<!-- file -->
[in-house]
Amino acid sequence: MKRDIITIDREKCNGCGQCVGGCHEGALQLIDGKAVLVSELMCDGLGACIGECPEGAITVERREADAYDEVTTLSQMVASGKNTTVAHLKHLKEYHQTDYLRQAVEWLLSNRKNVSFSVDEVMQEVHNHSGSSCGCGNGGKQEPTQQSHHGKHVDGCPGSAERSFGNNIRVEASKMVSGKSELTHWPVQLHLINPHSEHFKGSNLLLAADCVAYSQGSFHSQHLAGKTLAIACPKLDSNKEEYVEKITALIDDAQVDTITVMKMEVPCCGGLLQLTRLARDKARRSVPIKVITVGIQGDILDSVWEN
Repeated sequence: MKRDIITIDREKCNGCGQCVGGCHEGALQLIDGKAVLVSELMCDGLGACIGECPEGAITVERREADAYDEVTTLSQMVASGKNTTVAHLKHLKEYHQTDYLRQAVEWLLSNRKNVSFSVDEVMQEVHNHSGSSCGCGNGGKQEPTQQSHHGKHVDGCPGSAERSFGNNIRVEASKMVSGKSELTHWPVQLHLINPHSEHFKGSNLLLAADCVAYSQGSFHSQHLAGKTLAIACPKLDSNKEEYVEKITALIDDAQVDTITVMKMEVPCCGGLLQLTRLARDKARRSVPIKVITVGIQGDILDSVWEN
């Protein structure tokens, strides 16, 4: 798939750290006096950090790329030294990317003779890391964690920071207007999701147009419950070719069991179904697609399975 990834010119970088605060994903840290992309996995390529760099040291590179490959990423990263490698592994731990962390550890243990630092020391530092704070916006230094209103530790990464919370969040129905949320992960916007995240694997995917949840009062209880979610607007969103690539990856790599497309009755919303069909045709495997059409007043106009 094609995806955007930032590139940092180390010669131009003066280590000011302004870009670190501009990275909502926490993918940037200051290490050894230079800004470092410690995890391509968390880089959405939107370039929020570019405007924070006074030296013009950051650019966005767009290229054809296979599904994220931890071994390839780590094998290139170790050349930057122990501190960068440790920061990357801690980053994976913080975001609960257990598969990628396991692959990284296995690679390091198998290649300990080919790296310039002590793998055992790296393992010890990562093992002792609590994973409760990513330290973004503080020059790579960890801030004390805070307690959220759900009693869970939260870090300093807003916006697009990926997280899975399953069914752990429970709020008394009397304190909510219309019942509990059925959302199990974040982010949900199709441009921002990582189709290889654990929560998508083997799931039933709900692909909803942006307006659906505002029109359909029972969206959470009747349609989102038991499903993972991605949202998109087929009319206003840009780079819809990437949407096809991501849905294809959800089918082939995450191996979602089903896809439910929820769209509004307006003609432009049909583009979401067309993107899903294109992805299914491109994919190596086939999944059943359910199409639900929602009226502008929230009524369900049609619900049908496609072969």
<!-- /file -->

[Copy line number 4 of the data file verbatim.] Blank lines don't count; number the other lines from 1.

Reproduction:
């Protein structure tokens, strides 16, 4: 798939750290006096950090790329030294990317003779890391964690920071207007999701147009419950070719069991179904697609399975 990834010119970088605060994903840290992309996995390529760099040291590179490959990423990263490698592994731990962390550890243990630092020391530092704070916006230094209103530790990464919370969040129905949320992960916007995240694997995917949840009062209880979610607007969103690539990856790599497309009755919303069909045709495997059409007043106009 094609995806955007930032590139940092180390010669131009003066280590000011302004870009670190501009990275909502926490993918940037200051290490050894230079800004470092410690995890391509968390880089959405939107370039929020570019405007924070006074030296013009950051650019966005767009290229054809296979599904994220931890071994390839780590094998290139170790050349930057122990501190960068440790920061990357801690980053994976913080975001609960257990598969990628396991692959990284296995690679390091198998290649300990080919790296310039002590793998055992790296393992010890990562093992002792609590994973409760990513330290973004503080020059790579960890801030004390805070307690959220759900009693869970939260870090300093807003916006697009990926997280899975399953069914752990429970709020008394009397304190909510219309019942509990059925959302199990974040982010949900199709441009921002990582189709290889654990929560998508083997799931039933709900692909909803942006307006659906505002029109359909029972969206959470009747349609989102038991499903993972991605949202998109087929009319206003840009780079819809990437949407096809991501849905294809959800089918082939995450191996979602089903896809439910929820769209509004307006003609432009049909583009979401067309993107899903294109992805299914491109994919190596086939999944059943359910199409639900929602009226502008929230009524369900049609619900049908496609072969």